A swooping gull squawked in annoyance; the cats had got there first. Finally, she fell through the doorway and crawled up the stairs, demented by pain as she collapsed on her bed. ‘She’s coming – she’s here – it’s happening!’ Her cries were so loud that they shook the walls. A clatter of heels and a jangle of jewels quickly followed, and a cluster of beautifully adorned women gathered around her bed as she fell sweating and panting against her pillow. One of them held a damp cloth to her forehead as she writhed on the sheets. ‘Push!’ they chorused like a joyful choir, holding hands prayer-like, lips pursed in wonder as they exchanged excited glances and nervous giggles, their eyelashes fluttering like a release of summer butterflies. Lemàn needed little encouragement and pushed and pushed, but I was stubborn and refused to move. She was strong and had the patience of a desert cactus. Only when night came and the room was lit by the flicker of candles did I begin to stir. My head appeared before the first stroke of midnight, but my feet were slow to follow and it wasn’t until the sound of the chimes had died away that I had fully emerged.

It was impossible to say which day I had been born but it is said that babies born on the Night of the Great Winter Star suffer from a melancholy disposition and will be forever followed by sadness. Nobody wanted that. Slippery as a fish, I was quickly swallowed up in a huge pile of blankets and placed on Lemàn’s heaving chest. Like a boat, bobbing rhythmically on the ocean, moored by an unbreakable bond, I lay and blinked in my new world, and eyes blinked back, as though I was a miracle. They warbled and bubbled like a happy coop sprinkled with the morning grain. ‘What a good head of hair!’ exclaimed one of the women, her own, a whirl of candyfloss. ‘It grows all the way down her neck.’ ‘Such a beautiful orange colour, like a sunset,’ marvelled another. ‘A flame to light a midnight room.’ ‘What’s that?’ one asked suddenly, clasping her hand to her chest.

The whores peered closer. ‘Goodness, it looks like a tiny cluster of feathers.’ ‘Is it some kind of birthmark?’ Abandoning the fish on the ground like coins, she staggered back up the hill. The fisherman kicked the mackerels into the gutter for the beggar cats who roamed the streets, silent as floating feathers, and put women gathered around her bed as she fell sweating and panting against her pillow. One of them held ‘What a good head of hair!’ exclaimed one of the women, her own, a whirl of candyfloss. ‘It grows Suddenly, a door slammed somewhere in the depths of the house and the sound echoed all the way up the stairs and along the corridor; the room hushed. The patter of the whores’ excited footsteps had aroused suspicion from below. Moments later the door flung open and everyone quickly parted as a woman glided swiftly through. Her cheekbones sliced through her skin, hard and sharp like the glinting blade of a knife. Her hair, pinched tight at her temples, whitening her skin, was swept high in a complicated conundrum of pins on the top of her head where it sat like a hive.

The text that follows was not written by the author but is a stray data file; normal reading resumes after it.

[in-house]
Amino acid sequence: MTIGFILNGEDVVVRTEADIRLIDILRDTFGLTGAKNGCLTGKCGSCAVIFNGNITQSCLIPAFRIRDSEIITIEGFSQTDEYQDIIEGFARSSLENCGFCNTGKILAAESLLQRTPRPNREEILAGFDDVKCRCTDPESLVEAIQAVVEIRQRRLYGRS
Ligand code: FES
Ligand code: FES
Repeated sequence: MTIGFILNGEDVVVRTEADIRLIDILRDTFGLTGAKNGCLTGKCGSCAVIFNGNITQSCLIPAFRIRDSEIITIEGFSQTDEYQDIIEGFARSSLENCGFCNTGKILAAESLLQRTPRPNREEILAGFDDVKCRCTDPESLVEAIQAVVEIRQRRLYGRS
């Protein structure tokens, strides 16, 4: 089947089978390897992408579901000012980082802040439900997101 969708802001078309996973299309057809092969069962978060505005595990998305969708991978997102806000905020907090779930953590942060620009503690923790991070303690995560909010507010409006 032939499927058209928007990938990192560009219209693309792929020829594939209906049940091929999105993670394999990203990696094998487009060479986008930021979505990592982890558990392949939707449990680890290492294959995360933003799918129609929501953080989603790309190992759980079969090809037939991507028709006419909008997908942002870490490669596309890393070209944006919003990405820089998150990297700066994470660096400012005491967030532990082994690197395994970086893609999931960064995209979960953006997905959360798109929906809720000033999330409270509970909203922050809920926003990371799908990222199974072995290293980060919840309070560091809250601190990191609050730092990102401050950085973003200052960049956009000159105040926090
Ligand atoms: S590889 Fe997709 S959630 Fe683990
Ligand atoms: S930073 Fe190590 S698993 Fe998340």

Sorren, the mistress of the house, had arrived, and nobody dared to speak and nobody dared to breathe, as all eyes fell quickly to the floor. She fixed her stalactite stare on me, and Lemàn clutched me tighter against her chest. The room wilted; her words carried the power to destroy us all. She stepped closer. ‘Our visitors must not know there is a child in this house, they would not like it, and neither would the authorities. Do not be careless,’ she admonished. ‘She could be taken from us … or worse!’ exclaimed one of the women. The other whores tutted at the thought and furiously shook their heads. They were my guardians, each one promising to love and protect me as fiercely as though I was their own. ‘Your worry should be for the business, not for the child,’ she snarled.

The whip of her words stung, and the woman who had spoken out realised too late her mistake and stifled a sob before shuffling back into the shadows. Then her eyes, full of scorn, flashed from me to Lemàn and she took another step closer, bringing with her the waft of funeral lilies. Her eyes narrowed as they suddenly fell upon the tiny feather cluster growing from my shoulder. Her mouth twitched and for a brief moment she had let it reveal something, but what? Confusion, alarm, fear, regret and the brief flash of something else – recognition. Stiffening her shoulders, she stood with rigid authority while addressing the room. ‘Our visitors do not like to think of us nurturing anyone’s needs but their own. You must keep her well hidden, and quiet; there is room in the cellar. Do not let this become a distraction.’ Her eyes fell back to Lemàn, holding me in her arms. ‘Do you understand?’ Lemàn bowed her head and so too did the other women; like roses in a windswept garden, they nodded rhythmically in deference to the queen bee.